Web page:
If there’s one thing we’ve learned from the COVID-19 outbreak, it’s that everything we take for granted can be gone in seconds… Including easy access to food.
Though we will not reach a stage where we will have to worry about where our next meal will come from, the fleeting moment of doubt we all got on the 24th of March, as well as the impact of the price increase of fruits and vegetables at the supermarket, is something which many of us can avoid.
Because, the truth is, that for many of us, being partially self sufficient when it comes to food is possible.
So when this crisis ends - and it will end - I believe that it is important that we start looking into alternative ways for us to get the food that we need to lead healthy lives.
To help you get started on your journey towards self sufficiency, I’m chatting with Aurore Rouzzi, founder of SensiBio on the basics of what it takes to run your own vegetable patch (and you’ll see, it’s much easier than you think).
SensiBio is an organisation focused on educating Mauritians on the importance, as well as the methods of organic farming. They also teach ordinary people like you and me on how to grow our own vegetable patch at home so that we may be self sufficient.
1. Hi Aurore, can you tell us a little bit about your background and how you came to create SensiBio?
The first course I completed involved the management of our natural resources and environmental protection. I took a specialisation in organic vegetable farming so that I could help protect the environment by tackling one of the most important reasons that it’s vulnerable… food production.
I created SensiBio to share this information with Mauritians in the hope that they can start sustainable organic farming practices.
2. That’s great so who do you teach exactly?
Anyone who is interested! I regularly work with professional farmers and corporates, but I also teach kids and families who want to start their own vegetable patch.
3. So in other words, anyone can grow their own plants at home?
Of course! Anyone can do this, in fact, I even showed people with disabilities, and the elderly, the pleasures of growing their own food. All you need is a space which gets regular sun for six hours a day and water… as from there, everything is possible.
4. COVID-19 has made it harder for many of us to have easy and affordable access to food. Do you see this as a strong argument for self-sufficiency?
I think that one of the main changes that this crisis will bring is an increased awareness that depending exclusively on others for our food is a risky strategy. So yes, I believe families should be able to grow some portion of their own food but I insist that all food grown this way should be organic. Otherwise, we put our health at risk and I don’t think I need to mention the terrible effects on the environment. For more information, I have an article on growing organic food in Mauritius, which you can find right here.
5. Ok, so how do we get started? What are the easiest types of plants to grow at home?
I recommend that beginners start with leafy vegetables of all kinds especially Tom Pouce (Bok Choy) and lettuce.
These are relatively fast to grow so you’ll get a reward soon after starting, which should encourage you to keep going. Aromatic herbs suit most sizes of vegetable gardens and are good to start planting once you’re gotten some experience.
You can then move on to root vegetables (I recommend radishes to start) then fruit vegetables of which eggplants, ladyfingers (lalo), and chilli are the easiest.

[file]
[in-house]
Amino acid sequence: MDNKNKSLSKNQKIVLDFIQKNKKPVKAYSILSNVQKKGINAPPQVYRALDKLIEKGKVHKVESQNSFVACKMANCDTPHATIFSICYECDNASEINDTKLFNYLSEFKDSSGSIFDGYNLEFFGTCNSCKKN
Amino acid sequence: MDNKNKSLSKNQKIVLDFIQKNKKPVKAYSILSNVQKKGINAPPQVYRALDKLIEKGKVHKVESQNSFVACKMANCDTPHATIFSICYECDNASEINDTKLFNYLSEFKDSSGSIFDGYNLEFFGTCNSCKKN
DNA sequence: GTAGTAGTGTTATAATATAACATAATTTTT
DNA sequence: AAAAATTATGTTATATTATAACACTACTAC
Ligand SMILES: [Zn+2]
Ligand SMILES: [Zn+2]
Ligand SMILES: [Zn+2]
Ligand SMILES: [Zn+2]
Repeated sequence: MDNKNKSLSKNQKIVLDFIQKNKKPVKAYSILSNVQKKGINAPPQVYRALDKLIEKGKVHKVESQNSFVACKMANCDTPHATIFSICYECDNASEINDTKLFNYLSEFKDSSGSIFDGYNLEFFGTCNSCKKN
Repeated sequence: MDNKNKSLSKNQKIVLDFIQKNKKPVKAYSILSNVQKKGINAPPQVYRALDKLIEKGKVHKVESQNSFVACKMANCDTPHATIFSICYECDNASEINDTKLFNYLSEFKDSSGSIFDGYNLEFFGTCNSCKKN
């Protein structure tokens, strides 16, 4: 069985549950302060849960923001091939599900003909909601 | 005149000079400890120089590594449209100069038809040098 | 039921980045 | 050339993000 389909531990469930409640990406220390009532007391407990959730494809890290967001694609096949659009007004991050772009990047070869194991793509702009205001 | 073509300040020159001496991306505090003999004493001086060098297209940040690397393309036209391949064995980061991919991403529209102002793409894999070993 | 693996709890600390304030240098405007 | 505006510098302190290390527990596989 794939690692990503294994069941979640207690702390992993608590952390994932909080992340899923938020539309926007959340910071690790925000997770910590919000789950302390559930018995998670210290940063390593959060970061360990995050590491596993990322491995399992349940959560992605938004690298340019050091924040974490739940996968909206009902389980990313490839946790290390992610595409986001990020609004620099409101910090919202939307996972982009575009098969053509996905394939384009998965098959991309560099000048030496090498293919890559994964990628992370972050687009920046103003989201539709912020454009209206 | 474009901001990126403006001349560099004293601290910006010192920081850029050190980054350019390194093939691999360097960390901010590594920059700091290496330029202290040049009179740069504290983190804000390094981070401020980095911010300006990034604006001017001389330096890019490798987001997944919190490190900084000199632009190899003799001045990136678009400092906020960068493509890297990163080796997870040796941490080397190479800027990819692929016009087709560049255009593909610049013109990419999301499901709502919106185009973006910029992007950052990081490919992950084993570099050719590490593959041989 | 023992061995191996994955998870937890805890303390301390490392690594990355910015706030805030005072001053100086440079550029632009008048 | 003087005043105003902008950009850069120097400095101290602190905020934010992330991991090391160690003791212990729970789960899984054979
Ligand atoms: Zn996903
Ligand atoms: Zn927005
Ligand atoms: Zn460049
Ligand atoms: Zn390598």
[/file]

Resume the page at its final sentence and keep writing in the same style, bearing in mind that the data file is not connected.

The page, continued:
Photo sourced from Pixabay
6. How much time do I need to spend every week for a good amount of vegetables? Is this something I can do in my spare time or does it require commitment?
The amount of time you have to spend tending to your plants depends on the type of cultivation technique you wish to use and the type of vegetables you want to grow. So, let’s say that for a 50m2 garden it would require about 5 hours of work per week… When you think of that as quality time spent with your family, that’s really nothing at all.
7. What about people who don’t have much space at home? Is it still easy for them to plant a vegetable garden?
There are many types of vegetable gardens you can have at home. Not all of them need to be a traditional vegetable patch. For example, you can set up containers on a balcony and plant nearly every type of vegetable you want in it as long as it’s deep enough… all in all, it depends on the person and what you want to plant.
8. Where can I get the seeds to plant these vegetables and fruits?
You can find the seeds you need to plant your own veggie patch in supermarkets, and agricultural supply stores but also from friends or neighbours… in fact, getting seeds from your neighbours’ garden is even better as it means that these vegetables grow easily in your region.
9. Where can we learn more about home-grown vegetables and fruits?
At SenSiBio we offer training in organic farming and consulting services to help individuals and families improve their vegetable garden. You can get in touch with me, or book a training session through the contact page on the SensiBio website.
I strongly encourage anyone who can, to start their own vegetable garden.
Not only do you get to have your own fresh and organic food right in your backyard and balcony, but you’ll also have a great way to unwind and spend quality time with your family over a shared activity.
If anything, I hope that this short interview is enough to make you realise that anyone can plant their own vegetables at home, and that it’s possible whether you live in an apartment or in a house with a garden.
And, if ever you need help to get started, Aurore is one of the most knowledgeable people on the island to get your started.